Does Music Make You Smarter?

Are Children Who Learn Music Smarter?
Many people believe that teaching children music makes them smarter – better able to learn new things.  But the organizers of a new study say there is no scientific evidence that early musical training affects the intelligence of young people.  Jery Watson joins us with details.
An estimated 80 percent of American adults think music classes improve children’s ability to learn or their performance in school.  They say that the satisfaction from learning to play a new song helps a child express creativity.

An Afghan student practices playing the guitar in a class.
An Afghan student practices playing the guitar in a class.

Researchers at Harvard University, however, have found that there is one thing musical training does not do.  They say it does not make children more intelligent.
Samuel Mehr is a graduate student at Harvard’s School of Education.  He says it is wrong to think that learning to play a musical instrument improves a child’s intellectual development.
He says the evidence comes from studies that measured the mental ability of two groups of four-year-olds and their parents.  One group attended music class.  The other went to a class that places importance on the visual arts – arts that can be seen.
“The answer there is ‘no.’  We found no evidence for any advantage on any of these tests for the kids who were participating in music classes.”
Samuel Mehr says researchers have carried out many studies in an effort to learn whether musical training can make children smarter.  He says the results have been mixed.  He says only one study seemed to show a small percentage increase in IQ – intelligence scores – among students after one year of music lessons.
He does not believe that IQ is a good measure of a child’s intelligence.  He says researchers in his study compared how well children in the music training group did on mental processing tasks, or projects.  Then the results were compared to those of children who did not take lessons.
There was no evidence that the musical training group did much better on the mental tasks than the other group.  The researchers confirmed their results with a larger group of children and their parents.
Mr. Mehr says music lessons may not offer children a fast, easy way to gain entry to the best schools later on in life.  But he says the training is still important for cultural reasons.  In his words, “We teach music because music is important for us.”  He notes that the works of writer William Shakespeare are not taught so that children will do better in physics.  He says Shakespeare is taught because it is important.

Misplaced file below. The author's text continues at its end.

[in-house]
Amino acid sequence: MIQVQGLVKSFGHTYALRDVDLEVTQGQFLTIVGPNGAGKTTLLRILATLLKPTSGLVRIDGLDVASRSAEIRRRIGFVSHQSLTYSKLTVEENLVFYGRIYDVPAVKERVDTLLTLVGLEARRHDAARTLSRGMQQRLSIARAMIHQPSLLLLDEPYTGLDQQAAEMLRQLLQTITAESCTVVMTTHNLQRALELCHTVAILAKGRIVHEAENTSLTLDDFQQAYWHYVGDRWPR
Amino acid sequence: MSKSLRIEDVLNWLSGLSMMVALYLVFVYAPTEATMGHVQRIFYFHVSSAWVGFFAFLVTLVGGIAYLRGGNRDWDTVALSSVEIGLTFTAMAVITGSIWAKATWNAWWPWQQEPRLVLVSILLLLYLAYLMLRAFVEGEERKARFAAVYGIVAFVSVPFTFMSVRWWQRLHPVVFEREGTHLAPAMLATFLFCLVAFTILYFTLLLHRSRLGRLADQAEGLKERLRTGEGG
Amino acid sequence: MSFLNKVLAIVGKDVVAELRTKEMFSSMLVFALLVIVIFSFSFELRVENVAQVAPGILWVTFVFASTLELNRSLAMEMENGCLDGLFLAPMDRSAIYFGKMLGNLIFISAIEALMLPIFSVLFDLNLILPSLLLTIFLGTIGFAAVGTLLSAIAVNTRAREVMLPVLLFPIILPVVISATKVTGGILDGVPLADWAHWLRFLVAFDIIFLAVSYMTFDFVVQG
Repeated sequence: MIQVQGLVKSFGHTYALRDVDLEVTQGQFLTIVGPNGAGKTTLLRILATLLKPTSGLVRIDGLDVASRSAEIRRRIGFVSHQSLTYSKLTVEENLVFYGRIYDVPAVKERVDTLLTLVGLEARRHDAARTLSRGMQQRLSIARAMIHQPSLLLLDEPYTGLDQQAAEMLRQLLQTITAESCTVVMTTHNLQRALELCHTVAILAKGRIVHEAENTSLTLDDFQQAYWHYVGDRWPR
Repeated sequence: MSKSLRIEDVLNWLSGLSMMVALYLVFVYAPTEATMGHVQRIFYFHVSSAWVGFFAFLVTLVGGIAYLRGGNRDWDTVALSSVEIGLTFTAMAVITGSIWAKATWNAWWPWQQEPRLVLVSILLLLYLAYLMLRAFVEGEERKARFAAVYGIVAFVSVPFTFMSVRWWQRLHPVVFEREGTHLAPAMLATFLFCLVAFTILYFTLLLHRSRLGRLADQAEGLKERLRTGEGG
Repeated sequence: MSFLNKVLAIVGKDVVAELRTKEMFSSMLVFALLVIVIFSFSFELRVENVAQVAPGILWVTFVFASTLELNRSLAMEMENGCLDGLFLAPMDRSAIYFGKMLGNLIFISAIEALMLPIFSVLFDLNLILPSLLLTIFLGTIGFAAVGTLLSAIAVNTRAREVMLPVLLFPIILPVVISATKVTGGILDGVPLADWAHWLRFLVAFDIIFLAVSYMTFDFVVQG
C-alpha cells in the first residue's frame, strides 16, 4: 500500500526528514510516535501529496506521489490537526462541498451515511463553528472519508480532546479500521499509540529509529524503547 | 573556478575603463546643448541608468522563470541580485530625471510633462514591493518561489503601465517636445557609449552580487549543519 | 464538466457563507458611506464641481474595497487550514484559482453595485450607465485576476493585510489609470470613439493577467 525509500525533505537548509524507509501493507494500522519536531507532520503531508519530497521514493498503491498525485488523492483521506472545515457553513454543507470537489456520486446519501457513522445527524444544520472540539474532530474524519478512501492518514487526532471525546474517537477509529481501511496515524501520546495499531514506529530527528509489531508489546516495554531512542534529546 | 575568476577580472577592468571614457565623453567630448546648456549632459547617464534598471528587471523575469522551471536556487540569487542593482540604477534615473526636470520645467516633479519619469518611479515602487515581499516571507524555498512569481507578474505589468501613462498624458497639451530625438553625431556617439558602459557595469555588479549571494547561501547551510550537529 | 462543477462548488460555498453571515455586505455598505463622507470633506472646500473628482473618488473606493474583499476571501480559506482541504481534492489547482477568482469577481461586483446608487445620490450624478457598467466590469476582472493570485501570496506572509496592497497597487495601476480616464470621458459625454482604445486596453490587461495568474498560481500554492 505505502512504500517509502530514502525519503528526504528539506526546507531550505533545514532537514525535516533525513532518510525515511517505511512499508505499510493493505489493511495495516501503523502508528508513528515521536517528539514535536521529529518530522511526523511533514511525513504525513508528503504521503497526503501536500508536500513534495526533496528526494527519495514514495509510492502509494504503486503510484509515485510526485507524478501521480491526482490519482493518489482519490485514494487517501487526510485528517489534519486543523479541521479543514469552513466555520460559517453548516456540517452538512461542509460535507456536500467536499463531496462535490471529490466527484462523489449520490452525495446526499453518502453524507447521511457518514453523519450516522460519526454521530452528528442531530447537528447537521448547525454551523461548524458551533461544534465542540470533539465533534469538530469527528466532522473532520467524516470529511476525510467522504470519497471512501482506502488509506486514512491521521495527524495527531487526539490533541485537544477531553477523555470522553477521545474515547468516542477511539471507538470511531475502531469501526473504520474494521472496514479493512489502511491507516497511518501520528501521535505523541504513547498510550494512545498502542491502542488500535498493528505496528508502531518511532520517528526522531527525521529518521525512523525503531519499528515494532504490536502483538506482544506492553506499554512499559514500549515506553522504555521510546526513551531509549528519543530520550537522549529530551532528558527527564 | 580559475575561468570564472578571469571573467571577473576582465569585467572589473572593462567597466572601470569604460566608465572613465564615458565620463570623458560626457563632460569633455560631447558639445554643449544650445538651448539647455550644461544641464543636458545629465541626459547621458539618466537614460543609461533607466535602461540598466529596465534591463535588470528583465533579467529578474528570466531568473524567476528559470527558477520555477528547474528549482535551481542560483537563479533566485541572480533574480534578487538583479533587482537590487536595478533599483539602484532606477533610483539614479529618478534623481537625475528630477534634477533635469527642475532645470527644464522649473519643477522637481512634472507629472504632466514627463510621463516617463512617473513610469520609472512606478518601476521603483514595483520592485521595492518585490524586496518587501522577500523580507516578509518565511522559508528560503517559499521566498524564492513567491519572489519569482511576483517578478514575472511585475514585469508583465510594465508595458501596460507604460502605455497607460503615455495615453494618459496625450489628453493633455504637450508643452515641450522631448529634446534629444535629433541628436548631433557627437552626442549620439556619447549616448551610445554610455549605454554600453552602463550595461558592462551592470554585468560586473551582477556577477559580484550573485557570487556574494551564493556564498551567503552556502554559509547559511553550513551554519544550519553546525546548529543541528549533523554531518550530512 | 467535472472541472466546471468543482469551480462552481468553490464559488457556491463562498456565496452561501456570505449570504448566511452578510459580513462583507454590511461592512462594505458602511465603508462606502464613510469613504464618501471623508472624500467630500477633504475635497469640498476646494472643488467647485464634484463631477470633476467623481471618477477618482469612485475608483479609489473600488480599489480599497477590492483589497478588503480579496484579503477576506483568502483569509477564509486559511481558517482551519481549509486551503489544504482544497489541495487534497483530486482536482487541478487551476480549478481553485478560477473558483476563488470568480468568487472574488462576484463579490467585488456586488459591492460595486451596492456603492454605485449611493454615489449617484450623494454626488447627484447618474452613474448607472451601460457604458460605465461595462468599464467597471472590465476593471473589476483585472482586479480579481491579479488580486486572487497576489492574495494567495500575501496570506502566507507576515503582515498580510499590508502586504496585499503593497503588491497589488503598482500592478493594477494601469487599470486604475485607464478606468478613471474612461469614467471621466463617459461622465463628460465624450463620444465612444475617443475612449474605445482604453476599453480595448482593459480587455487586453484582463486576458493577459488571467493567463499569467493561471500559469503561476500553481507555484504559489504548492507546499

“And I don’t think music needs to be any different than that.”
A report on the benefits of music training in children was published in the journal PLOS ONE. I’m Jery Watson.
And I’m Jim Tedder in Washington.  Speaking of music, today is the birth date of a very famous American.  Three years before the turn of the century, in 1897, Marion Anderson was born in Philadelphia, Pennsylvania.  She became one of America’s greatest opera singers.  Because she was an African American, she was not allowed to sing at Constitution Hall here in Washington.  So she performed before 75,000 people on the steps of the Lincoln Memorial.  She later became the first black woman to sing with the New York Metropolitan Opera.  Marion Anderson died in 1993.

[this article comes from VOA News:]


April 15th

Hi guys! 

• post 3 questions for The Bottle Imp here. 

• Make some Quizlet sets and post their links here! 

• Read the Guggenheim story again. 

• Review all chapters of The Bottle Imp

2 Research Questions

Hi Everyone! 

When you have finished writing your response and summary, please write two research questions and add them to this post. These research questions should be the result of careful thought and checking of notes. Your research questions need two things (from page 31 in our textbook): 

  1. The topic of your paper, usually in the form of a noun or noun phrase
  2. The focus (or focuses), which suggests what you will say about the topic and tells you what kind  of information to look for as you read. 

Tonight, you need only to add these two research questions to this post. However, on Wednesday, I want everyone to reply to both research questions of one of their groupmates. When you do this, please read the research question and answer the following questions: 

  • What is the topic?
  • What is the focus? (what are the focuses?)
  • What information from the readings might be useful?
  • What information should he or she look for? 

Globalization Group / First Responses

Lucia, Nozomi, Tamaki, and Hang!

Please post your responses to this article from our readings: 

Spiritual Perspectives on Globalization by Ira Rifkin

Please post one response, and please post a reply to one of your classmates’ responses. (Post these responses and replies to this blog post) 

Responses should be written according to the characteristics on page 14 in our textbook, using one of the techniques on page 14 and 15 of our textbook, and using the two steps on page 17 in our textbook. Please read these sections of our textbook before starting or finishing your response. 

Please read your classmates responses, and post a reply to one of their responses. If a classmate’s responses already has a reply, please reply to a different classmate’s response.   

Also, please read World Publics Welcome Global Trade – But Not Immigration by the Pew Global Attitudes Project, and write at least 4 good questions in the margins as your read. Also, please highlight 4 sections or more in the article that are of interest to you, or ones that have a connection to an experience or similarity from your life. 

Have a great weekend! 

Valentines Day Stories

Here are some interesting Valentines Day stories:

Let’s read one of these stories and post a comment!